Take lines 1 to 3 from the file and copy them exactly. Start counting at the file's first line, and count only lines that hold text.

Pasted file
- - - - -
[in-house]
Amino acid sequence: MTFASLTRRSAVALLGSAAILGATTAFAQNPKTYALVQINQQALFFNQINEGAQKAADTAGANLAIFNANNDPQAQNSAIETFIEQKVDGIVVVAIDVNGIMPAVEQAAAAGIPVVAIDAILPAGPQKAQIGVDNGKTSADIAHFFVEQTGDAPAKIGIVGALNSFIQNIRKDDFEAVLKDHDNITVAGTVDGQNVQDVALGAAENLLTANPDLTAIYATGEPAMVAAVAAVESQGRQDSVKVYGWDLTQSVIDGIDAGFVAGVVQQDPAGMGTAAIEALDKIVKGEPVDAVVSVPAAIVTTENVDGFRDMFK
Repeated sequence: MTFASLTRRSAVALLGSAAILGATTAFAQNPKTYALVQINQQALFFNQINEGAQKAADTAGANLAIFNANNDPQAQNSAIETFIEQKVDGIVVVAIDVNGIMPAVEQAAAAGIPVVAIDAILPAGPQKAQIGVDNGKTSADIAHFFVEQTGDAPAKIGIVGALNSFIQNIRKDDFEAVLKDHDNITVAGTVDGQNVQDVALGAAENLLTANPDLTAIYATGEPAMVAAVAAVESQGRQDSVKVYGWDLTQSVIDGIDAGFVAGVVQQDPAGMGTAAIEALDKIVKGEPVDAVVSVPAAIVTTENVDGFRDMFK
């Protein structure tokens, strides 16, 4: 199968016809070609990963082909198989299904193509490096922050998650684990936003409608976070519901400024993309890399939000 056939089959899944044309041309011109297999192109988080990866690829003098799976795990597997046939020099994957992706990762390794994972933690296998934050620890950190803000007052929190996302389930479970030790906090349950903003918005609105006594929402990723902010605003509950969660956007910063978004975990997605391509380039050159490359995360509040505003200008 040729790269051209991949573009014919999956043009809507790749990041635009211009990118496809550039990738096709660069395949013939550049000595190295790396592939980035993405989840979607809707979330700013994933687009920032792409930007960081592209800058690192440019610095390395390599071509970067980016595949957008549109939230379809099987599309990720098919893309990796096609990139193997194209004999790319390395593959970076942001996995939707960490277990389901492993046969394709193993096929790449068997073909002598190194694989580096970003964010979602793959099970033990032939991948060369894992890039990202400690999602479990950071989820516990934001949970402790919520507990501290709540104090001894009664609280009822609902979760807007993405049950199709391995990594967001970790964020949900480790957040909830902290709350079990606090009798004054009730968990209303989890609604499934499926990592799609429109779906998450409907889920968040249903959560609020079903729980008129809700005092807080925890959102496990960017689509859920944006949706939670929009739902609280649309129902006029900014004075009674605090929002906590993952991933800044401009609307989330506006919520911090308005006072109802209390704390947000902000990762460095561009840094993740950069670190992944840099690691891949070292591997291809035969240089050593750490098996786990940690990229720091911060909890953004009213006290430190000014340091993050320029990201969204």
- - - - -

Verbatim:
[in-house]
Amino acid sequence: MTFASLTRRSAVALLGSAAILGATTAFAQNPKTYALVQINQQALFFNQINEGAQKAADTAGANLAIFNANNDPQAQNSAIETFIEQKVDGIVVVAIDVNGIMPAVEQAAAAGIPVVAIDAILPAGPQKAQIGVDNGKTSADIAHFFVEQTGDAPAKIGIVGALNSFIQNIRKDDFEAVLKDHDNITVAGTVDGQNVQDVALGAAENLLTANPDLTAIYATGEPAMVAAVAAVESQGRQDSVKVYGWDLTQSVIDGIDAGFVAGVVQQDPAGMGTAAIEALDKIVKGEPVDAVVSVPAAIVTTENVDGFRDMFK
Repeated sequence: MTFASLTRRSAVALLGSAAILGATTAFAQNPKTYALVQINQQALFFNQINEGAQKAADTAGANLAIFNANNDPQAQNSAIETFIEQKVDGIVVVAIDVNGIMPAVEQAAAAGIPVVAIDAILPAGPQKAQIGVDNGKTSADIAHFFVEQTGDAPAKIGIVGALNSFIQNIRKDDFEAVLKDHDNITVAGTVDGQNVQDVALGAAENLLTANPDLTAIYATGEPAMVAAVAAVESQGRQDSVKVYGWDLTQSVIDGIDAGFVAGVVQQDPAGMGTAAIEALDKIVKGEPVDAVVSVPAAIVTTENVDGFRDMFK